Circumstances and outcome of active transportation injuries: protocol of a British Columbian inception cohort study

Lulu X Pei , Herbert Chan, Shannon Erdelyi, Lina Jae, Jeffrey R Brubacher


Introduction  Active transport (AT) is promoted by urban planners and health officials for its environmental, economic and societal benefits and its uptake is increasing. Unfortunately, AT users can be injured or killed due to falls or collisions. Active transport injury (ATI) prevention efforts are hindered by limited research on the circumstances, associated infrastructure, injury pattern, severity and outcome of ATI events. This study seeks to address these knowledge gaps by identifying built environment features associated with injury and risk factors for a poor outcome following ATI.

Methods and analysis  This prospective observational study will recruit an inception cohort of 2000 ATI survivors, including pedestrians, cyclists and micromobility users aged 16 years and older who arrive at a participating emergency department within 48 hours of sustaining an ATI. Baseline interviews capture demographic and socioeconomic information, pre-injury health and functional status, as well as circumstances of the injury event and recovery expectations. Follow-up interviews at 2, 4, 6 and 12 months postinjury (key stages of recovery) use standardised health-related quality of life tools to determine physical and mental health outcomes, functional recovery and healthcare resource use and lost productivity costs.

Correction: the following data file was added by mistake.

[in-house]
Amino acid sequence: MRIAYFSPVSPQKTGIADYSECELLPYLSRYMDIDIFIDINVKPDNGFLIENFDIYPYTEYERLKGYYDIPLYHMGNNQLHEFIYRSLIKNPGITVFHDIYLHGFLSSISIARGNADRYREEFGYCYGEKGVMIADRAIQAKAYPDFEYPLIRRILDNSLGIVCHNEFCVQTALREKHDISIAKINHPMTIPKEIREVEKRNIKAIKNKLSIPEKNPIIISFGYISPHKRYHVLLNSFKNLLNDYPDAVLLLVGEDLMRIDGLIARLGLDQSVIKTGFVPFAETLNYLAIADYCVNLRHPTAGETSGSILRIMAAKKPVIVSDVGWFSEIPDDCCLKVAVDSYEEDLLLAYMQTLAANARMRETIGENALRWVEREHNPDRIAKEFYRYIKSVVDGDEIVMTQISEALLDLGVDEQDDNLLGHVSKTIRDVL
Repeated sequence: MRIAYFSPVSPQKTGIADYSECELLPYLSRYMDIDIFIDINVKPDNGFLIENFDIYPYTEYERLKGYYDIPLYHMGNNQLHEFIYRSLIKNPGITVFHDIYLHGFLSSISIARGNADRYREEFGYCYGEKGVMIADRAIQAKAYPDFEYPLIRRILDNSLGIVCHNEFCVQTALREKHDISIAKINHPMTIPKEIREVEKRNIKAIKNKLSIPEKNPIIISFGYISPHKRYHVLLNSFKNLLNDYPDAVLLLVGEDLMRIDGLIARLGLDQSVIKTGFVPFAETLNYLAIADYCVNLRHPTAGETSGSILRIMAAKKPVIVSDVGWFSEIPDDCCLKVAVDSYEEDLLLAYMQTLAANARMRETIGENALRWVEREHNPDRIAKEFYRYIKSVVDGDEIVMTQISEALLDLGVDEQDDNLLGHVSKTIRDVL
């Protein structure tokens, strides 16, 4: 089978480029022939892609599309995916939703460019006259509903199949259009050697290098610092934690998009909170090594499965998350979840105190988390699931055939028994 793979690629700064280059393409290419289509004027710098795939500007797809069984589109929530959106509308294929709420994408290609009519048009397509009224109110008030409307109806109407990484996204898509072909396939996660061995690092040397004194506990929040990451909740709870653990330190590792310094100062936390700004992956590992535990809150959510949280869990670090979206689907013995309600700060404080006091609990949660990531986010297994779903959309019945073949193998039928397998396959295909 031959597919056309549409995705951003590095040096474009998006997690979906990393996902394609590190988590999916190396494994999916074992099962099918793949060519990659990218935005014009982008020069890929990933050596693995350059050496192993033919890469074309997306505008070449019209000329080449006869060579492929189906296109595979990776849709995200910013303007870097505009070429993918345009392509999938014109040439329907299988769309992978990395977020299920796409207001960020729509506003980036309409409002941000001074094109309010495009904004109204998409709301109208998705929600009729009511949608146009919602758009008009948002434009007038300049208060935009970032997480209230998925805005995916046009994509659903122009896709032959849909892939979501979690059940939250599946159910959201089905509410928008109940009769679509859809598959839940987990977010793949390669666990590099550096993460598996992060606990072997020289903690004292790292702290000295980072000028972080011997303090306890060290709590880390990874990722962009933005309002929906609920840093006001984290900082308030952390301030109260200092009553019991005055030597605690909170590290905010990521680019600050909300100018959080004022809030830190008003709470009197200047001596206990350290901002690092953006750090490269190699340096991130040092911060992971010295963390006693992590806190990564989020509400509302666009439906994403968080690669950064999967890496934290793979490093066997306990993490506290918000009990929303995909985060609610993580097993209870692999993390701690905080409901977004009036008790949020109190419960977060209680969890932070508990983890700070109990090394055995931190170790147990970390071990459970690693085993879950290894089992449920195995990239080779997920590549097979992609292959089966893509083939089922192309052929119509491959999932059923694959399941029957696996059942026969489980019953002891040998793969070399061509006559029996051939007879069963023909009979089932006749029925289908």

Ethics and dissemination  The Active Transportation Injury Circumstances and Outcome Study is approved by our institutional research ethics board and the research ethics boards of all participating sites. This study aims to provide healthcare providers with knowledge of risk factors for poor outcome following ATI with the goal of improving patient management. Additionally, this study will provide insight into the circumstances of ATI events including built environment features and how those circumstances relate to recovery outcomes. This information can be used to inform city engineers and planners, policymakers and public health officials to plan roadway design and injury prevention policy.

Link: BMJ Open